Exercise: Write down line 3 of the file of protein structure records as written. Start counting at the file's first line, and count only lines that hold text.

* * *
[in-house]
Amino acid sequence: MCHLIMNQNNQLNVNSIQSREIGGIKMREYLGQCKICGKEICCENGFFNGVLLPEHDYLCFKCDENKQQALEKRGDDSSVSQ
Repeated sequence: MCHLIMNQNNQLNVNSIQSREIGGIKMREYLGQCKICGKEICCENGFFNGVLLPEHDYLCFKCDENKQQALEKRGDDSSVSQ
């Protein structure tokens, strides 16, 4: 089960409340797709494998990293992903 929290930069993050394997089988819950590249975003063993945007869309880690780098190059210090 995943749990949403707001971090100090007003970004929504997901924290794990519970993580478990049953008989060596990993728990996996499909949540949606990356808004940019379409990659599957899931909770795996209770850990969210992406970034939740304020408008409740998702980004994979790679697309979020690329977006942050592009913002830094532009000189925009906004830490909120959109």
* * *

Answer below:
Repeated sequence: MCHLIMNQNNQLNVNSIQSREIGGIKMREYLGQCKICGKEICCENGFFNGVLLPEHDYLCFKCDENKQQALEKRGDDSSVSQ